Reading Iain Murray’s The Puritan Hope has certainly helped to stir up my estimation of the value and necessity of hope for God’s people, both individually and corporately, which I pray come through while studying the helmet of salvation. In the introduction, Murray provides the following quotation from J. H. Thornwell regarding the need for the church to be awakened to the hope of glory still set before us. I wanted very much to work it into Sunday’s sermon; however, no placement seemed right. But since it is too good not to share in some form, I present it here.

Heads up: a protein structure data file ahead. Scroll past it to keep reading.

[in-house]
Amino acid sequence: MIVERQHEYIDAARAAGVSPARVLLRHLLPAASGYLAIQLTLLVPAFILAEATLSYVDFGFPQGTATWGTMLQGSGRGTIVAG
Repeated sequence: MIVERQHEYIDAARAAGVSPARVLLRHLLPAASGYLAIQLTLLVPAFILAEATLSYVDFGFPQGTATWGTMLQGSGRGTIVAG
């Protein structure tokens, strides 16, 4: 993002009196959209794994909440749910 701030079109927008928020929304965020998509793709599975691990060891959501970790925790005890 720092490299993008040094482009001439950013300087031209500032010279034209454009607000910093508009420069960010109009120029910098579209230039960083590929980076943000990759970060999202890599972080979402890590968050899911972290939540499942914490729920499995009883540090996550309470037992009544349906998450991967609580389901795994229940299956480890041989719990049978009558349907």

If the church could be aroused to a deeper sense of the glories that awaits her, she would enter with warmer spirit into the struggles that are before her. Hope would inspire ardour. She would even now arise from the dust, and like the eagle, plume her pinions for loftier flights than she has yet taken. What she wants, and what every individual Christian wants, is faith– faith in her sublime vocation, in her Divine resources, in the presence and efficacy of the Spirit that dwells in her– faith in the truth, faith in Jesus, and faith in God. With such a faith there would be no need to speculate about the future. That would speedily reveal itself. It is our unfaithfulness, our negligence and unbelief, our low and carnal aims, that retard the chariot of the Redeemer. The Bridegroom cannot come until the Bride has made herself ready. Let the Church be in earnest after greater holiness in her own members, and in faith and love undertake the conquest of the world, and she will soon settle the question whether her resources are competent to change the face of the earth.Pp. xxii-xxiii